Trier, Kingdom of Prussia, May 5, 1818-London, England, March 14, 1883
Karl Heinrich Marx was a socialist revolutionary who has transcended as one of the most influential figures of the twentieth century. His writings and thoughts were the theoretical basis of communism implemented in several countries.
From early radical ideologies, while at the Humboldt University of Berlin he joined a group called “Hegelian Youth” composed then by critical intellectuals of society. During his stay in Paris he befriended Friedrich Engels, he reaffirmed his radicalism, worked as a journalist and worked in the newspaper French German Annals (Deutsch-französische Jahrbücher), but his anti-capitalist ideas prevented him from obtaining secure jobs.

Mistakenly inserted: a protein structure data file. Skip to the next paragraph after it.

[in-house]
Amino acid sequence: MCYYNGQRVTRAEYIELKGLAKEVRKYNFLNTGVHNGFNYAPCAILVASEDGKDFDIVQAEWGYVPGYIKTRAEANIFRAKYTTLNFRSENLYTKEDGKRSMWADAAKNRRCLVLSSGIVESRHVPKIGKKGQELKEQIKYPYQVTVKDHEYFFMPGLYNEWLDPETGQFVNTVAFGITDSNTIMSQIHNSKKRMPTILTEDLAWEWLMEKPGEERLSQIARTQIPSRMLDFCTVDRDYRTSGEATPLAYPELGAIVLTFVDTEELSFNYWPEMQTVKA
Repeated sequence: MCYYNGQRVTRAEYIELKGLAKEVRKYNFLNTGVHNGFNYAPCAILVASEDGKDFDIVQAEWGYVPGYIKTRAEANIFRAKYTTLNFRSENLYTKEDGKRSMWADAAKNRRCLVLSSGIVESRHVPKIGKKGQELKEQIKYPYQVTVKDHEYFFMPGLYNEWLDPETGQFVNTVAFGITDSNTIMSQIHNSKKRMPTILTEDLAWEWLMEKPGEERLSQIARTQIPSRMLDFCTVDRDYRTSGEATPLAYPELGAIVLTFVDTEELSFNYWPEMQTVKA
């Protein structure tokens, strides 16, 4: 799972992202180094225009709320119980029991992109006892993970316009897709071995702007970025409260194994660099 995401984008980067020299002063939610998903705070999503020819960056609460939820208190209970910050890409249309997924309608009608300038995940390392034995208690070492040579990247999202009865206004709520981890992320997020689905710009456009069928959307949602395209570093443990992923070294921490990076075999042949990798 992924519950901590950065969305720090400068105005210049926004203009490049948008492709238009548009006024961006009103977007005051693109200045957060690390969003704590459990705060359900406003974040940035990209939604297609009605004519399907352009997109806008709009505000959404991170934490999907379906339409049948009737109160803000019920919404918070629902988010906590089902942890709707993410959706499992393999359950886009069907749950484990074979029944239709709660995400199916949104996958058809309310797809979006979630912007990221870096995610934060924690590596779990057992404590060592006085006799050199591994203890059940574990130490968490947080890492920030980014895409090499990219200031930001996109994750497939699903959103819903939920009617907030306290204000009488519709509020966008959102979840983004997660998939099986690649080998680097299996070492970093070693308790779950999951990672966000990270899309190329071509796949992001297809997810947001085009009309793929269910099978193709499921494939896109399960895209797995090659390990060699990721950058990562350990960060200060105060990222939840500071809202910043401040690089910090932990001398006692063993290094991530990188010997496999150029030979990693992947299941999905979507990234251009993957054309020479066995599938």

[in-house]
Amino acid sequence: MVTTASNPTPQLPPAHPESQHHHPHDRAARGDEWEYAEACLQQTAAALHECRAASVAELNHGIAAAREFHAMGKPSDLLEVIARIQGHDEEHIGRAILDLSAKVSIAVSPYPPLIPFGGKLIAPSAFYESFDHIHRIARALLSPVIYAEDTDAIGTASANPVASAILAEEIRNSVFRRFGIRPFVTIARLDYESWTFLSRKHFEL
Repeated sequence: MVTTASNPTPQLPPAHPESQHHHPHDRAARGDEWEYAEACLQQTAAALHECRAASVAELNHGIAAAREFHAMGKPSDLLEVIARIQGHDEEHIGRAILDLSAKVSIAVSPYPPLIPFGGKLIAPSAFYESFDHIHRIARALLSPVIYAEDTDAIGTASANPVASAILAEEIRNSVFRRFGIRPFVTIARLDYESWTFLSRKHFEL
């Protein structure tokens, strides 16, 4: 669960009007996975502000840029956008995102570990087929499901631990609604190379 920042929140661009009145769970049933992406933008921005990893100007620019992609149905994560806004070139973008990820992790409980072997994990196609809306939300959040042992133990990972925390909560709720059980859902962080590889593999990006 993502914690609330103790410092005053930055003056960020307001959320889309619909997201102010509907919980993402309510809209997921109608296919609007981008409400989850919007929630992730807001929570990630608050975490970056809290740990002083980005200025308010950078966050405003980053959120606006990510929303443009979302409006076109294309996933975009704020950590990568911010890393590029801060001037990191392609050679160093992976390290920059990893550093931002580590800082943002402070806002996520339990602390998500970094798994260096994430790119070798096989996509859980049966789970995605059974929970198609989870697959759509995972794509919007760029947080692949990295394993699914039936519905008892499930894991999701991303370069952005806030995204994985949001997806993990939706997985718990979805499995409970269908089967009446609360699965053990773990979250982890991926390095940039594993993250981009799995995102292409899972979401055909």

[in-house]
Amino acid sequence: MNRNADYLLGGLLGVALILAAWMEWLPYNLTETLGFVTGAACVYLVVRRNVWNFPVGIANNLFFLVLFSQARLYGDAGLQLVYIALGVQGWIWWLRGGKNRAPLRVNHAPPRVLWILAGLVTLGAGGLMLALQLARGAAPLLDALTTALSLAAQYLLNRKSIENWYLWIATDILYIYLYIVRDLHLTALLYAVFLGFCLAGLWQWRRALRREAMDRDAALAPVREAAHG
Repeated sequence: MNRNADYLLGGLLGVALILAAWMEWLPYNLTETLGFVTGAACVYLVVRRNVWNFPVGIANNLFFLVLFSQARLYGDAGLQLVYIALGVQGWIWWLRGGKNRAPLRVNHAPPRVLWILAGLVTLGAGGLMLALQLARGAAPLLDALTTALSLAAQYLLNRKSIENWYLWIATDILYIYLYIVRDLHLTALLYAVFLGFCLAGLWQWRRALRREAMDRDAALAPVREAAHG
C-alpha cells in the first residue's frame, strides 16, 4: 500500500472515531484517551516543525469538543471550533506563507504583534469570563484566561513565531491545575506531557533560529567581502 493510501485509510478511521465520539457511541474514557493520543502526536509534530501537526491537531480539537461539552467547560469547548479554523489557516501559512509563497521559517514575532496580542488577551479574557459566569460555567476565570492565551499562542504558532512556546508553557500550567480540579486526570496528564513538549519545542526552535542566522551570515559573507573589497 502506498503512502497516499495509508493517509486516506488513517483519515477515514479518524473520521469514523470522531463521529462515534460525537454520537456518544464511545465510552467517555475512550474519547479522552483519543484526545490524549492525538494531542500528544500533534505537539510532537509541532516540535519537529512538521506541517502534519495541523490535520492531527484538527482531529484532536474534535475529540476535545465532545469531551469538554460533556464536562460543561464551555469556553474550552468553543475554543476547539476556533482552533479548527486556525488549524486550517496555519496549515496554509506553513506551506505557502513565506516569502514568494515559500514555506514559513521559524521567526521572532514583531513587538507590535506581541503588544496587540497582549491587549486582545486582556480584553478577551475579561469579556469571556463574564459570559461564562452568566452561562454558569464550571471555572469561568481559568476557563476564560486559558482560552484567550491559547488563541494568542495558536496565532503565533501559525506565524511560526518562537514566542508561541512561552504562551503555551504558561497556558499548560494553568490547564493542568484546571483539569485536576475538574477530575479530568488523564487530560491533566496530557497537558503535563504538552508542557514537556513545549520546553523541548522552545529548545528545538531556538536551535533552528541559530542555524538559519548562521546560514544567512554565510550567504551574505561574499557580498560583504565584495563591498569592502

He was expelled from France and had to move to Brussels, where he introduced socialism, founded the League of Communists and published along with Engels The Communist Manifesto (1848), a pamphlet that claimed the class struggle throughout human history and predicting the rise of the working class. In London he continued working as a journalist and developed economic theories, publishing in 1867 the first volume of his masterpiece The Capital, he considered capitalism as a system of destruction and communism as the next triumphant system.
The set of ideas about society, politics and economy conform Marxism, whose concepts influenced the creation of theoretical variants that were implemented by some political leaders in the twentieth century.